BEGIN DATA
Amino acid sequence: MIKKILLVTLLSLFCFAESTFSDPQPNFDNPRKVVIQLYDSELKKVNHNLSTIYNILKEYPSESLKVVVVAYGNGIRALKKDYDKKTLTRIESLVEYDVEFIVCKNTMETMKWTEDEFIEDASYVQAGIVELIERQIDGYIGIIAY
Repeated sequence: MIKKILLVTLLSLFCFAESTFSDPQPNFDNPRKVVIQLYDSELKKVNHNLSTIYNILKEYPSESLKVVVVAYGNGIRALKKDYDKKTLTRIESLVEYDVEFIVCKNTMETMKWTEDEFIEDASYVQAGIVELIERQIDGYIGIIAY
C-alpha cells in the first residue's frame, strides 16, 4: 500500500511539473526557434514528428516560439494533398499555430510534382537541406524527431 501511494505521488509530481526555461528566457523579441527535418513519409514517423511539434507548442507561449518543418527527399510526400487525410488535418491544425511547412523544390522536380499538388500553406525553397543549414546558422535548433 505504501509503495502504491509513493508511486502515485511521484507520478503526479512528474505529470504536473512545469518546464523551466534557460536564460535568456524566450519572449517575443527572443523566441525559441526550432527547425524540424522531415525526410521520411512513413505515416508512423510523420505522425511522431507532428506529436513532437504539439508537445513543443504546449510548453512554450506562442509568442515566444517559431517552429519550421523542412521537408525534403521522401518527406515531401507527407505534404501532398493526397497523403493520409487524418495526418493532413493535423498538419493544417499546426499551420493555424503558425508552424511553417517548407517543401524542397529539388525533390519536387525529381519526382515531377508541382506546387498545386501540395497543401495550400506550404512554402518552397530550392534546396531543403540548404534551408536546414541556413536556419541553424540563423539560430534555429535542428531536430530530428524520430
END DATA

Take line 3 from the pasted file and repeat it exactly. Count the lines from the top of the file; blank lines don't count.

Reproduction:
C-alpha cells in the first residue's frame, strides 16, 4: 500500500511539473526557434514528428516560439494533398499555430510534382537541406524527431 501511494505521488509530481526555461528566457523579441527535418513519409514517423511539434507548442507561449518543418527527399510526400487525410488535418491544425511547412523544390522536380499538388500553406525553397543549414546558422535548433 505504501509503495502504491509513493508511486502515485511521484507520478503526479512528474505529470504536473512545469518546464523551466534557460536564460535568456524566450519572449517575443527572443523566441525559441526550432527547425524540424522531415525526410521520411512513413505515416508512423510523420505522425511522431507532428506529436513532437504539439508537445513543443504546449510548453512554450506562442509568442515566444517559431517552429519550421523542412521537408525534403521522401518527406515531401507527407505534404501532398493526397497523403493520409487524418495526418493532413493535423498538419493544417499546426499551420493555424503558425508552424511553417517548407517543401524542397529539388525533390519536387525529381519526382515531377508541382506546387498545386501540395497543401495550400506550404512554402518552397530550392534546396531543403540548404534551408536546414541556413536556419541553424540563423539560430534555429535542428531536430530530428524520430